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Tranquil woodland trails, great views and a perfect burnside picnic spot

Torrieston

Wind your way through Torrieston

Discover great trails through peaceful mixed woodland that includes statuesque Douglas firs as tall as Nelson's Column. Picnic beside the dark waters of the Black Burn – keeping an eye out for salmon and otters – or climb gently through the woods in search of red squirrels and stunning views.

You'll find information about Torrieston in our guide (PDF 1.2MB) and other forests in Moray in our map of the area (PDF).


Parking Picnic area Walking Easy-access trails

Life's essentials

You'll find refreshments and shops at nearby Elgin, Forres and Kinloss. There are public toilets at Elgin (open April to October) and Forres.

Walking trails


Cycling trails


Mountain biking trails


Explore on horseback

A great place for horse riding with plenty of lesser tracks and trails to discover.

Take the high road!

The Black Burn Trail is an easy, level trail that is suitable for everyone. But if you’re feeling a bit more adventurous, why not try hitting the heights today? The other three trails all start with short steep climb, but once you’re past that they’re not as steep as they look – and the views at the top to the Moray Firth are well worth the effort.

Look across the Vale of Pluscarden to Pluscarden Abbey as you walk up into the woods. It’s the only medieval monastery in Britain inhabited by a working order of Benedictine monks.

A hundred years of forestry

The Douglas fir trees at Torrieston are nearly 100 years old. They were the first trees to be planted here by the Forestry Commission when we took over Torrieston in the 1920s. Today they are nearly 165 feet (50 metres) tall.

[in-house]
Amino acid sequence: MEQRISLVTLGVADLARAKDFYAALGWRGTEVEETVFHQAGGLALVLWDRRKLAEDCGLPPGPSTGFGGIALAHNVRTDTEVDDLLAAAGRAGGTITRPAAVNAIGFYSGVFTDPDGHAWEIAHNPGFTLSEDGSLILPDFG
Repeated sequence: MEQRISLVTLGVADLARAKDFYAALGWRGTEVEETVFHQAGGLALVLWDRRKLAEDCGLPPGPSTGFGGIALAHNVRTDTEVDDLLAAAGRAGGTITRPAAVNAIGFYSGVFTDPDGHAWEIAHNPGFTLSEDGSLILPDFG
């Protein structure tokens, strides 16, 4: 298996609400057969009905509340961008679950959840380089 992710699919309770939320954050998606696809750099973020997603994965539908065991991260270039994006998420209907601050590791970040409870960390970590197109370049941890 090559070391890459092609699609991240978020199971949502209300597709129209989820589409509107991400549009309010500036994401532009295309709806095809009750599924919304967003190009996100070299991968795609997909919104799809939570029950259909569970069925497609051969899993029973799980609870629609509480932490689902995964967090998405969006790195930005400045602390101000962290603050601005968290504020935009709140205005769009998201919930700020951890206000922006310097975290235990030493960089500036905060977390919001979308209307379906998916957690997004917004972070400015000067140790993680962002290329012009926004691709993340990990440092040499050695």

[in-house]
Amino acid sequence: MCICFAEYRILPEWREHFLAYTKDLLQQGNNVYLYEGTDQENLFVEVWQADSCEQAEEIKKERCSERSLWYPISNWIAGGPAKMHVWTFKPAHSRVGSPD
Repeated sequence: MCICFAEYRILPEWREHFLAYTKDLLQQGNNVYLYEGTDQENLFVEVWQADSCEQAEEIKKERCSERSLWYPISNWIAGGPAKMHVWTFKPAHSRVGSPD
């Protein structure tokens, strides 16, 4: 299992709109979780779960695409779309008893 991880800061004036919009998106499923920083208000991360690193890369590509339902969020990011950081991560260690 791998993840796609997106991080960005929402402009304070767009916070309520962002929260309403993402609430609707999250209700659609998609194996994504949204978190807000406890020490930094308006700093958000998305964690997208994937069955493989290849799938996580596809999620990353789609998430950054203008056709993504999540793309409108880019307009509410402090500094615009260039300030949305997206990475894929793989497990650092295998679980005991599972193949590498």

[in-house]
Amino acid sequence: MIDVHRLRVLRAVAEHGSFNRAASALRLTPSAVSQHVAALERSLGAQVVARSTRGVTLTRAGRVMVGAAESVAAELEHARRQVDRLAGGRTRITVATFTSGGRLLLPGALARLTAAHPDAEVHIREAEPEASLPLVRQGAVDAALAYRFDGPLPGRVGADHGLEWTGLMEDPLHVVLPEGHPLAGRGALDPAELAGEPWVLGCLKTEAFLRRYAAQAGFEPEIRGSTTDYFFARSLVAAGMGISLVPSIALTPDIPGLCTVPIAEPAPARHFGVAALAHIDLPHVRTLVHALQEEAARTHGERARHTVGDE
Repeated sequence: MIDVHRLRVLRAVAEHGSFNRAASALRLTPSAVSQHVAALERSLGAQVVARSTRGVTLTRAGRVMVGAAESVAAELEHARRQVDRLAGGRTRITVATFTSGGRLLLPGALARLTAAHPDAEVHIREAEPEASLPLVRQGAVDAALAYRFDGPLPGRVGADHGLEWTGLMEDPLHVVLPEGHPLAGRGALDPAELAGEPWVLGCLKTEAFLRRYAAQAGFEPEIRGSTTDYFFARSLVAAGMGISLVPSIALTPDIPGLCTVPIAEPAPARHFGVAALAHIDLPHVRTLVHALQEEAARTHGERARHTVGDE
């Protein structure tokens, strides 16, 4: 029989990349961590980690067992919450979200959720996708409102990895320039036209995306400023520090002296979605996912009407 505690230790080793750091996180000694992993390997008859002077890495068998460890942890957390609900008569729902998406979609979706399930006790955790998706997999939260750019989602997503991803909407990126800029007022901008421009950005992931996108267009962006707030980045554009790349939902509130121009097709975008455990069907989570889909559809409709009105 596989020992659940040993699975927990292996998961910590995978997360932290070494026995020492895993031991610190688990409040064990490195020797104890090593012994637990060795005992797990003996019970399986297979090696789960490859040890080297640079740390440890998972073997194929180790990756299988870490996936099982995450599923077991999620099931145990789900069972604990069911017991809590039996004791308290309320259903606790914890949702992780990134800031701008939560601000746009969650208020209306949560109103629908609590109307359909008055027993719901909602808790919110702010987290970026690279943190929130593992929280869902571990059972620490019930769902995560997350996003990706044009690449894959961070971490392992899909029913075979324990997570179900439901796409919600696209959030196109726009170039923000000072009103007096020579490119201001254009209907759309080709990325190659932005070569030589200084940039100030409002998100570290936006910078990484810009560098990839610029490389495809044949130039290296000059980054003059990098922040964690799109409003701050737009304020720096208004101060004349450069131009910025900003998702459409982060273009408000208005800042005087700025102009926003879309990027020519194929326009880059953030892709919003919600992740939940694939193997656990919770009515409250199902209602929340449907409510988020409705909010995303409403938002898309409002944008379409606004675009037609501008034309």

Wildlife in the woods

As you explore, look out for nibbled pinecones left by red squirrels and watch for roe deer amongst the trees early and late in the day. You might also spot otter pawprints or their distinctive black spraint (a naturalist’s word for otter poo!) on the banks of the Black Burn.

You’ll see and hear many small birds seeking food and shelter in the broadleaved trees along the start of the trails. In summer, spot butterflies flitting along the paths’ grassy verges and watch blackbirds and thrushes snacking on wild cherries and rowan berries in autumn. Listen for the mewing of buzzards circling above the edge of the woods.

Contact: Moray and Aberdeenshire Forest District

Address: Portsoy Road, Huntly

Postcode: AB54 4SJ

Telephone: 0300 067 6200

Email: morayaberdeenshire@forestry.gsi.gov.uk


How to get here

From Elgin: Take the B9010 Dallas road. After 1 mile (1.6 km) turn right onto the Pluscarden minor road. The car park in on the right after 2½ miles (4 km).

From Forres: Take the B9010 Rafford/Dallas road. After 4 miles (6.4 km) turn left onto the Pluscarden minor road. The car park is on the left after 2 miles (3.2 km).

The car park is at grid reference NJ 164 588.

Using SatNav?

IV30 8TJ is the nearest postcode.

Nearby places

The coastal forest at Roseisle is a great place for a walk or cycle – and the sweet-smelling pinewood provides plenty of shelter in wild weather. There's a sandy beach, play and barbecue equipment, toilets and a wildlife hide too.

The pinewoods at Culbin, planted to help stabilise the shifting sands, are also a great place to walk, cycle or ride – and head to the top of the viewpoint tower to experience the forest canopy and amazing sea views.


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